The urgent need for fundamental reform of the United Nations, part I: The original purposes of the UN


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The Charter of the United Nations: Its intentions and purposes were clear, and well understood after two devastating world wars.

The United Nations can be considered the organisational ‘set-up’ of our current international order.

In a series of articles, I discuss the United Nations: Its purposes, the establishment of the United Nations and the process of social integration and expansion that preceded it, the urgent need for fundamental reform of the United Nations, and how this reform could be accomplished.

I will also explain that superficial reforms – which do not address the fundamental unbalance in the System – will cause a systemic crisis, as happened two times during the 20th Century.

Such a systemic crisis will cause a situation the United Nations is – according to its own purposes – supposed to prevent.

In the first article I discuss the purposes of the United Nations.

The purposes of the United Nations are explained in Article 1 of the United Nations Charter:

The Purposes of the United Nations are:

  1. To maintain international peace and security, and to that end: to take effective collective measures for the prevention and removal of threats to the peace, and for the suppression of acts of aggression or other breaches of the peace, and to bring about by peaceful means, and in conformity with the principles of justice and international law, adjustment or settlement of international disputes or situations which might lead to a breach of the peace;
  2. To develop friendly relations among nations based on respect for the principle of equal rights and self-determination of peoples, and to take other appropriate measures to strengthen universal peace;
  3. To achieve international co-operation in solving international problems of an economic, social, cultural, or humanitarian character, and in promoting and encouraging respect for human rights and for fundamental freedoms for all without distinction as to race, sex, language, or religion; and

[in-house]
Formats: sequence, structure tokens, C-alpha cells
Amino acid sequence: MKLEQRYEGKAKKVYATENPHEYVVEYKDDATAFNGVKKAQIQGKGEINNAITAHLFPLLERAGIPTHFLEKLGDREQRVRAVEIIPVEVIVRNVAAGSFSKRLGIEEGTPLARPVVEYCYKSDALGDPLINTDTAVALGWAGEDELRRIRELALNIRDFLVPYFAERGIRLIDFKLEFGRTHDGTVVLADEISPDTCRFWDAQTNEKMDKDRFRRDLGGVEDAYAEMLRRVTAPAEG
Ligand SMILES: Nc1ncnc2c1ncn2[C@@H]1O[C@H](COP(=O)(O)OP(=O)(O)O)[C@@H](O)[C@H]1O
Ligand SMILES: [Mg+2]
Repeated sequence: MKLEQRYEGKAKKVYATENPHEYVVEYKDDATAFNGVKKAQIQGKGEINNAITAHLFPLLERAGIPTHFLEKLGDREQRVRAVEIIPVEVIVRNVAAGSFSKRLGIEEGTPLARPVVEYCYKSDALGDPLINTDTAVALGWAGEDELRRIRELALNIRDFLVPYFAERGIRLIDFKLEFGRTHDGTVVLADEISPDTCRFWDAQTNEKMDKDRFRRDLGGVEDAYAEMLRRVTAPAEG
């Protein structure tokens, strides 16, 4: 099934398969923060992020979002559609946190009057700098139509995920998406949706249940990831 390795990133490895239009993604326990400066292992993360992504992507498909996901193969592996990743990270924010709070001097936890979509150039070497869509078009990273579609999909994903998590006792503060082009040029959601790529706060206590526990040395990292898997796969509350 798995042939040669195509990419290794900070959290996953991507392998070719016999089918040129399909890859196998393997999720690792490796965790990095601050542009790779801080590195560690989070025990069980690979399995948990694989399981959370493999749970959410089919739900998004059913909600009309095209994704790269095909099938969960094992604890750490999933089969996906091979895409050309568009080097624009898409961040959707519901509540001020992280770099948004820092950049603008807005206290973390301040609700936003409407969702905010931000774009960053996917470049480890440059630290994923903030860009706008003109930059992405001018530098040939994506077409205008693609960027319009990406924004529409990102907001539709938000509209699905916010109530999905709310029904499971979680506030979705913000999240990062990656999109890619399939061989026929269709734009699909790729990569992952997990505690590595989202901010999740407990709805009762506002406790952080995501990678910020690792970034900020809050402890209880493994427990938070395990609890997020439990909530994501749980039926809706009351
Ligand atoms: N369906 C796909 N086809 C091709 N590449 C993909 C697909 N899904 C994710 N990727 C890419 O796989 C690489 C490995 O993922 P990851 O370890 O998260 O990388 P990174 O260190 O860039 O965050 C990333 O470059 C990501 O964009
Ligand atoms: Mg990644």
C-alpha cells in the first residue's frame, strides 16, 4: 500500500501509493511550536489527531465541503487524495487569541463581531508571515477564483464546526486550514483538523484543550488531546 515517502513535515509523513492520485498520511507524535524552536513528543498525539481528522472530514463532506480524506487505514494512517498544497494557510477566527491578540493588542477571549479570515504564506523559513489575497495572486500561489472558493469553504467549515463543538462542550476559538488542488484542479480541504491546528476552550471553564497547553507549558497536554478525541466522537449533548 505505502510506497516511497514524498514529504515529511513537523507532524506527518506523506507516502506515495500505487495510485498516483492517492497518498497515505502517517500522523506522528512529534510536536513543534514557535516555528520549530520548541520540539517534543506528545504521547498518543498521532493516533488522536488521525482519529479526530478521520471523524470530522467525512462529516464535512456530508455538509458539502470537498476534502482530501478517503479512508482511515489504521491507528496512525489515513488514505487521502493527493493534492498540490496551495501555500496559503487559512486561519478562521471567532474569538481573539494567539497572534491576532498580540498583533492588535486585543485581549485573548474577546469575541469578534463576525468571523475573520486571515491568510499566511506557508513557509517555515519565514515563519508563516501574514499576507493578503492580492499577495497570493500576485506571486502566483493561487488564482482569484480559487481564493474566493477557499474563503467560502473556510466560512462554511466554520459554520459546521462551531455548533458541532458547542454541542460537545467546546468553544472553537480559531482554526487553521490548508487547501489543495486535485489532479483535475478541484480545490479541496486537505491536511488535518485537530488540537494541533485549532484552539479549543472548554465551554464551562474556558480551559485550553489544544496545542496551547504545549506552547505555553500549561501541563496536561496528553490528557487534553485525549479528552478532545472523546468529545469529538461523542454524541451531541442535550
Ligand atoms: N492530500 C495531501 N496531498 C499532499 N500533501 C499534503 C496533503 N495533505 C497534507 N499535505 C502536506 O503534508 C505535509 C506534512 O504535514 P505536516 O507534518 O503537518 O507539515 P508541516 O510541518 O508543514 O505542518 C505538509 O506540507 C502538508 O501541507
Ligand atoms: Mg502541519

4. To be a centre for harmonizing the actions of nations in the attainment of these common ends.

In the preamble of the Charter the motives for the establishment of the United Nations are explained:


  • to save succeeding generations from the scourge of war, which twice in our lifetime has brought untold sorrow to mankind, and
  • to reaffirm faith in fundamental human rights, in the dignity and worth of the human person, in the equal rights of men and women and of nations large and small, and
  • to establish conditions under which justice and respect for the obligations arising from treaties and other sources of international law can be maintained, and
  • to promote social progress and better standards of life in larger freedom,


  • to practice tolerance and live together in peace with one another as good neighbours, and
  • to unite our strength to maintain international peace and security, and
  • to ensure, by the acceptance of principles and the institution of methods, that armed force shall not be used, save in the common interest, and